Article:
Treating NEC in a Preterm Infant Newborn Baby

RK, a male preterm baby (30+ Weeks) who was born to a 29-year-old first time mom, was one of the recent preterm infant newborn babies that suffered complications with Necrotizing Enterocolitis (NEC) cases handled by our Prime HC Group Staff members.

NEC is a serious medical condition that mostly affects very low birth weight (VLBW) infants. Affecting 6-8 percent of VLBW babies, this disease remains a major unsolved medical challenge for which no specific therapy exists. Despite progress in technology, there has been no method to identify infants who will progress to severe stages, hence, the need for more new and innovative therapeutic approaches to the disease.

In RK’s case, the baby cried soon after birth, but owing to poor respiratory efforts he needed intubation and ventilation. He was admitted to the neonatal intensive care unit (NICU) for management of prematurity and respiratory support.

He was given an IV ampicillin and gentamicin owing to high risk of infection but these were later discontinued after 48 hours, as he remained well. His sepsis screen and sterile blood culture were eventually found to be normal, while his initial chest x-ray was unremarkable. The baby was later extubated to a noninvasive ventilator and commenced feeds on day five. On day seven, however, he was diagnosed with a abdominal distension that was rapidly progressing to a shiny red abdomen with increased gastric aspirates.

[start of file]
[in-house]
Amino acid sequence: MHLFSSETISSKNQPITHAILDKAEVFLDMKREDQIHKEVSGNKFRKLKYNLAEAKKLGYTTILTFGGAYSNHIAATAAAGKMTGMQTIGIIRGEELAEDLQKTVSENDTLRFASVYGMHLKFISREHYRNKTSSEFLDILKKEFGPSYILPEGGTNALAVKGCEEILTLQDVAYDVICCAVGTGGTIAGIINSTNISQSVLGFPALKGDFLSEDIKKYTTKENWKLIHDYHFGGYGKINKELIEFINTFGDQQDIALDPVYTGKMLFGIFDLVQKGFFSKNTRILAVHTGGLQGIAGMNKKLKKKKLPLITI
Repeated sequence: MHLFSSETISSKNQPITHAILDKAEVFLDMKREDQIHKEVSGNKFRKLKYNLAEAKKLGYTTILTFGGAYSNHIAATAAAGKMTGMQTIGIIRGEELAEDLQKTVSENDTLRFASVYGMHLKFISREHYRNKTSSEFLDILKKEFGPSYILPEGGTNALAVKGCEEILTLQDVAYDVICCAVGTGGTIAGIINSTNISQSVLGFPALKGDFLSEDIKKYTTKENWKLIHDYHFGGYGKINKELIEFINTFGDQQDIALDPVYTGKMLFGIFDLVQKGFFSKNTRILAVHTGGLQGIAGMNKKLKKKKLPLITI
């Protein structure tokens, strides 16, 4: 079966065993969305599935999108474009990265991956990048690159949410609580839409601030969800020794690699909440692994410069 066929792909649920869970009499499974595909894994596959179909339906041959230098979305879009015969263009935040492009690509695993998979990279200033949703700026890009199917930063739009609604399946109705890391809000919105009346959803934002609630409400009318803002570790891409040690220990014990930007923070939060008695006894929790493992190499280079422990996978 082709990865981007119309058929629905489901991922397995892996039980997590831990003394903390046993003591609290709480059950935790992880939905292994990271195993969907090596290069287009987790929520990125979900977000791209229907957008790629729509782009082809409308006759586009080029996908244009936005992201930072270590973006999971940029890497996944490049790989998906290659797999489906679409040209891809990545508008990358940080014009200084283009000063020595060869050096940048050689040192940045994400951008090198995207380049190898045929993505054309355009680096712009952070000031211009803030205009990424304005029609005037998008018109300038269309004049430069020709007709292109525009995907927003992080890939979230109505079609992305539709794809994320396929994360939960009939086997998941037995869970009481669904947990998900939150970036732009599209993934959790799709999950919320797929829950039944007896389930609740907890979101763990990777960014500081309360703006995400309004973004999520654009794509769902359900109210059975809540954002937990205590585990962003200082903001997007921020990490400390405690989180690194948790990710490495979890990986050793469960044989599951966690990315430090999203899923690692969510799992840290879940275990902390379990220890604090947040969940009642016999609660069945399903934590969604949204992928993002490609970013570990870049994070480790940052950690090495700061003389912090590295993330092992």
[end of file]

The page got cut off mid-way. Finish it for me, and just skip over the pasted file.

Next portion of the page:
To make the diagnosis, doctors normally conduct a series of physical examinations, laboratory tests, and abdominal X-rays. RK’s doctors initially ordered withholding food and fluids and the baby was given antibiotics but there was still rapid deterioration in his clinical condition over a period of  hours.    

In the subsequent 72 hours, due to features of disseminated intravascular coagulation (DIC), he underwent blood, fresh frozen plasma, and platelet concentrates infusion. Supportive treatments with immunoglobulin was given. Within 24 hours, his abdominal distension was noted to have gradually resolved and once he was noted to be hemodynamically stable along with improving platelet counts, normalized coagulation profile with declining CRP levels and sterile blood culture.

RK then underwent laparotomy with resection and anastomosis of his intestine and formation of ileostomy. One perforation was noted at duodenojejunal junction and multiple perforations were noted proximal to ileocecal valve. An approximately 15 centimeters of bowel resection was performed followed by end-to-end anastomosis. The histopathology of the bowel specimen sent revealed NEC.

Generally speaking, once it has been fully ascertained that the infant is suffering from NEC, physicians order parenteral antibiotics, nasogatric decompression, parenteral nutrition, fluid resuscitation, and other newly emerging therapeutic strategies. They will also ask to stop regular feeding by mouth. Following his diagnosis, RK underwent the necessary treatment and management of the disease for his recovery and healing.

What could be learned from RK’s case is that prematurity is the single greatest risk factor for NEC and avoidance of premature birth is the best way to prevent NEC. The role of feeding in the pathogenesis of NEC is uncertain, but it is prudent to use breast milk, when available, and advance feedings slowly and cautiously.


Bioinformatics modeling is a new emerging strategy aimed at understanding the dynamics of various inflammatory markers. The application of this procedure is the step in the right direction in terms of early diagnosis and treatment and high recovery rate. 

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